• Photos of hard-to-read gravestones can easily lose their identifying information. Your phone’s photo app probably lets you add text on an image, or you can use an app that places a caption below the image on a frame. Instants Photo Edition by Soreha (iOS) adds a Polaroid-style frame to photos captured “in-app” with the camera, or already in your camera roll, with an optional space for a caption. MOLDIV photo editor (iOS and Android) lets you add captions on the photo or within a simple frame around the image.
  • Record and upload GPS and inscription data to the web with a cemetery app such as Find A Grave or Billion Graves (both available for iOS and Android).

Houses and other buildings

Your ever-present smartphone is a handy tool for photographing family homes and the buildings where your ancestors worshipped, worked or attended school. A few tricks will help you best capture the entire facade and, for public structures, move inside to photograph interior rooms. If you’re photographing a private home from a public sidewalk or street, it’s not required—but it is good manners—to first let the owner know the purpose for your pictures. Don’t enter any yards unless the property owner gives you the go-ahead. Be aware that some public buildings have photo and media restrictions for security reasons.

  • Morning or afternoon light, or overcast skies, will give you the most pleasing light with fewer harsh shadows. On sunny days, plan to photograph buildings when the sunlight falls on the front of the structure, rather than directly overhead or facing the camera.
  • Position yourself at a comfortable distance, where you’re safe from passing traffic or other hazards. If you plan to take several photos, a tripod and smartphone camera mount may be helpful.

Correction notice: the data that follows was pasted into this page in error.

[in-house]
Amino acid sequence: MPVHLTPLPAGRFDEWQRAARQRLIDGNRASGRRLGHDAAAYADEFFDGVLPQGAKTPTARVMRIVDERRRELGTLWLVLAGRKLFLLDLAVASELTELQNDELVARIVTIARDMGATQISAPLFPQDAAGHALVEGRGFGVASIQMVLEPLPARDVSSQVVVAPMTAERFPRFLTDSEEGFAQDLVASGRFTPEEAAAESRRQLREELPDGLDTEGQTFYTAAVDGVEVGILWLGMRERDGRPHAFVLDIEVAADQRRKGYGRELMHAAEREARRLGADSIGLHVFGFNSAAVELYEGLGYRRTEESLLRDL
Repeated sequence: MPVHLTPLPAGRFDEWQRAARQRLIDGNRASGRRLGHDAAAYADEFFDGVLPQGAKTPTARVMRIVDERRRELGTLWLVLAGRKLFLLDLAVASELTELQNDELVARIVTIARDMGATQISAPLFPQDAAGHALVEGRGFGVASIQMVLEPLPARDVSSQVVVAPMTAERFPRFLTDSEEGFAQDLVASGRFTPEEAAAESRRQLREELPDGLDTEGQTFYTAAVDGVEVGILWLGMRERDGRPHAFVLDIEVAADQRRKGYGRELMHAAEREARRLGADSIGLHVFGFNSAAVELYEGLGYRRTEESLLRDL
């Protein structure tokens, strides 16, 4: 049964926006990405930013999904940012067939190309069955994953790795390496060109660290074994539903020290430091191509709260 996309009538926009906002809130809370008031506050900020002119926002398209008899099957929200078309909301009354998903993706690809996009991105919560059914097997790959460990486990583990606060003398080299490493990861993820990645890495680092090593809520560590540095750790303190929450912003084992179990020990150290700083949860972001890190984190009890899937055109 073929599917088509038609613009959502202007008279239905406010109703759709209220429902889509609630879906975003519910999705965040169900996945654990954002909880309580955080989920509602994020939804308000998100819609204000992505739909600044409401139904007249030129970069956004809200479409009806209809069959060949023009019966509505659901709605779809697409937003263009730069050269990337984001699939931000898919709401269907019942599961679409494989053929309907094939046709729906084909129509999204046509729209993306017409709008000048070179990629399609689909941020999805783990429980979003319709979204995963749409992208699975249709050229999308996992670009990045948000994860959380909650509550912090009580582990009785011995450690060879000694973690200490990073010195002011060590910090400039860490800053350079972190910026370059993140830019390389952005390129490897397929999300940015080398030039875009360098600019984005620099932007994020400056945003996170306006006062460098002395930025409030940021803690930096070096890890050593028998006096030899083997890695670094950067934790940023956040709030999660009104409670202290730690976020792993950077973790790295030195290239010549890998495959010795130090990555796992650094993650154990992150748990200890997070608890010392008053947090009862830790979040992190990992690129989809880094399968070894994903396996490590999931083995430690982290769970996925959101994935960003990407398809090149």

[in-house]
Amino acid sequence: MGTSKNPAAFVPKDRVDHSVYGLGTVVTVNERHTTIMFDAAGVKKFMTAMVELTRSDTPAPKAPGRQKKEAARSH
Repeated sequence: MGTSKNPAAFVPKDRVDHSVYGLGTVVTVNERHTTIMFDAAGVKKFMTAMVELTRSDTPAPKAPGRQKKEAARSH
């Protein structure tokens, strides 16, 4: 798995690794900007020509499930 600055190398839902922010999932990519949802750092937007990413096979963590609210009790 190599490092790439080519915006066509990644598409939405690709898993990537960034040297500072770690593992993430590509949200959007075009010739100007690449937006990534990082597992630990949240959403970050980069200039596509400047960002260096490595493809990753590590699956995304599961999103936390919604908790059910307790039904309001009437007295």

• Use the camera’s built-in viewfinder grid to keep the horizon or roofline level. Or use the Camera Plus App (Android and iOS), which offers the traditional “rule of thirds grid” (which helps you compose a pleasing image) and a horizon level. The iPhone’s built-in Camera App includes a grid you can enable in Settings>Photos & Camera>Camera>Grid.
  • To include the tall dome of City Hall or sprawling wings of a ranch-style home with the built-in camera app, you’ll need to step back far enough to see the entire structure in your camera viewfinder or use a wide-angle lens on your camera. Sometimes that’s hard to do. A clip-on wide-angle or fisheye lens (which is curvilinear and will cause straight lines in your photo to appear curved) is especially useful in tight city streets, where it can be virtually impossible to back up far enough to photograph large buildings. The lens also lets you capture interior views of home living rooms, kitchens, and other spaces.
  • Experiment with taking portrait (vertical) and landscape (horizontal) images. The panorama mode available on newer smartphone cameras is another option for including wide structures. See the techniques for Family Group Photos for ideas on using this feature.
  • Turn on your phone’s geotagging, or location, option to help you remember the exact location of the building.
  • Before snapping your photo, check the corners and edges of the frame for power lines, poles, bus benches, parked cars and unsightly trash bins. Try to minimize them if you can. A few of these “props” can help set the date and place, but too much confusion in a photo can overwhelm your main subject.

Relatives

Frame-worthy group photos rarely just happen. It’s hard to get a gaggle of people assembled in one place, all smiling and looking at the camera at the same time. Use these pro photography tips to make the pictures from your next family reunion the best in decades.

  • Smartphones typically boast two lenses. The front-facing lens, best for selfies, is usually relatively low resolution. For example, the iPhone 7 Plus and Google Pixel XL both offer a 12 megapixel rear-facing camera and 7 or 8 megapixel front-facing camera. Use the main, rear-facing camera for the best photos.
  • Plan ahead for group shots, if possible, by encouraging relatives to wear solid-color tops. That puts the focus on faces in your pictures. But don’t be overly strict: Uncle Harry’s signature bright plaid button-down deserves a place in history.
  • Turn off the flash to avoid red-eye and harsh shadows. Shoot outside in the early morning or late afternoon, or under an overcast sky. In bright sun, go for open shade, like under a large tree. Avoid patchy shadows.